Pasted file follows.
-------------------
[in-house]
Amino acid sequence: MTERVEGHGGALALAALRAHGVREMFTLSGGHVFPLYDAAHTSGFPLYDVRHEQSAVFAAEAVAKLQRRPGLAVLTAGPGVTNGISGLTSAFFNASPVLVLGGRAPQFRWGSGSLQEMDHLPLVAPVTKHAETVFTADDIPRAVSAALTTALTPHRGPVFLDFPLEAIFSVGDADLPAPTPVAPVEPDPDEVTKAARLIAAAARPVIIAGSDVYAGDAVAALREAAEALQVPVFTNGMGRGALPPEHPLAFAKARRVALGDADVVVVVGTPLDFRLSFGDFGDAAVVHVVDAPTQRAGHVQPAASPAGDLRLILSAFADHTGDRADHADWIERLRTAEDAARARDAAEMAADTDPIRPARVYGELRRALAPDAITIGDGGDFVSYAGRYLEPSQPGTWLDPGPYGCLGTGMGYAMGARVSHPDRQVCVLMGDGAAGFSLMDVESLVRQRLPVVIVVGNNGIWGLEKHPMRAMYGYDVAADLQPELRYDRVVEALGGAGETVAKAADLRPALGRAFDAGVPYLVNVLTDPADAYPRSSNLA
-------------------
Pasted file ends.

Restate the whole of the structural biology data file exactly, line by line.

[in-house]
Amino acid sequence: MTERVEGHGGALALAALRAHGVREMFTLSGGHVFPLYDAAHTSGFPLYDVRHEQSAVFAAEAVAKLQRRPGLAVLTAGPGVTNGISGLTSAFFNASPVLVLGGRAPQFRWGSGSLQEMDHLPLVAPVTKHAETVFTADDIPRAVSAALTTALTPHRGPVFLDFPLEAIFSVGDADLPAPTPVAPVEPDPDEVTKAARLIAAAARPVIIAGSDVYAGDAVAALREAAEALQVPVFTNGMGRGALPPEHPLAFAKARRVALGDADVVVVVGTPLDFRLSFGDFGDAAVVHVVDAPTQRAGHVQPAASPAGDLRLILSAFADHTGDRADHADWIERLRTAEDAARARDAAEMAADTDPIRPARVYGELRRALAPDAITIGDGGDFVSYAGRYLEPSQPGTWLDPGPYGCLGTGMGYAMGARVSHPDRQVCVLMGDGAAGFSLMDVESLVRQRLPVVIVVGNNGIWGLEKHPMRAMYGYDVAADLQPELRYDRVVEALGGAGETVAKAADLRPALGRAFDAGVPYLVNVLTDPADAYPRSSNLA